Lake Powell, formed by the dam, extends 186 mi (299 km) upstream into S Utah. The lake was named after the American explorer John W. Powell, who mapped and named the canyon in 1870. This lake is the nucleus of the Glen Canyon National Recreation Area (see National Parks and Monuments, table). Downstream is the Glen Canyon Bridge, 1,271 ft (387 m) long and 700 ft (213 m) high, one of the world's longest and highest steel-arch bridges.
Glen Canyon Dam is a dam on the Colorado River at Page, Arizona, USA, operated by the United States Bureau of Reclamation. The purpose of the dam is to provide water storage for the arid southwestern United States, and to generate electricity for the region's growing population. Damming the river flooded Glen Canyon and created a large reservoir called Lake Powell. Just downstream from the dam is an arch bridge that carries U.S. Route 89. Also nearby is the 2280 megawatt, coal-fired Navajo Generating Station.
The dam is part of the Colorado River Storage Project for the Upper Colorado Basin. It is located about south of the border between Utah and Arizona. According to the Bureau of Reclamation, "The project furnishes the long-time regulatory storage needed to permit States in the upper basin to meet their flow obligation at Lees Ferry, Arizona, (as defined in the Colorado River Compact) and still use their apportioned water.
Construction of the dam began in 1956 by the industrial conglomerate, Merritt-Chapman & Scott. Although the dam was not dedicated until 1966, it was able to begin blocking the flow of the river in 1963.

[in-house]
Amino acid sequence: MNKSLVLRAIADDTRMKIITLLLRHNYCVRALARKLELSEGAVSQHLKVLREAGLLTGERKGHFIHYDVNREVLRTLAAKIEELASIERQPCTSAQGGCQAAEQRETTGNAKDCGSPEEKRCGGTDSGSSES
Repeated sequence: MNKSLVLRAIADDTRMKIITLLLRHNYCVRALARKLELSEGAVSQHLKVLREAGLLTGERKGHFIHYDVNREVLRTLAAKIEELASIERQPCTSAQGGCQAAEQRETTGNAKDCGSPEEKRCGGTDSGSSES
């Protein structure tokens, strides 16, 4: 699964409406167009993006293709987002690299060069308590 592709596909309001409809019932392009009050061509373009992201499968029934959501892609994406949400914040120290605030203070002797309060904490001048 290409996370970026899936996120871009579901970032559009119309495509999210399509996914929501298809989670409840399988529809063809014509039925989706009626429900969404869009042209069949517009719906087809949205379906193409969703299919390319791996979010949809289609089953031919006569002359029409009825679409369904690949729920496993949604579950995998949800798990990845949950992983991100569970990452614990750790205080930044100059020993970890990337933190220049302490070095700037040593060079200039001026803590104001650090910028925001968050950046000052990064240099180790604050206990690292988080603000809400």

The Sierra Club and other environmental organizations opposed the original plan for damming the Colorado River, including the construction farther upstream of the Echo Park Dam, which would have inundated part of Dinosaur National Monument. When the plan was modified, however, the Sierra Club dropped its objection to the Glen Canyon Dam. Its then Executive Director, David Brower, later called this decision one of the biggest mistakes of his career:
"Glen Canyon died, and I was partly responsible for its needless death. Neither you nor I, nor anyone else, knew it well enough to insist that at all costs it should endure. When we began to find out, it was too late." (From the 1963 Sierra Club book, The Place No One Knew, edited by Brower)
In subsequent years the dam has continued to inspire deeply felt opposition. Eco-novelist and essayist Edward Abbey railed against the dam, and considered Glen Canyon the "living heart" of the Colorado River. In his 1975 novel, The Monkey Wrench Gang, the protagonists view the dam as an abomination, and fantasize about blowing it up. On March 21, 1981, Abbey was among the onlookers as a small group of Earth First! activists unfurled a -long, tapered sheet of black plastic from the top of the dam, making it look as though a gigantic crack had opened in the concrete.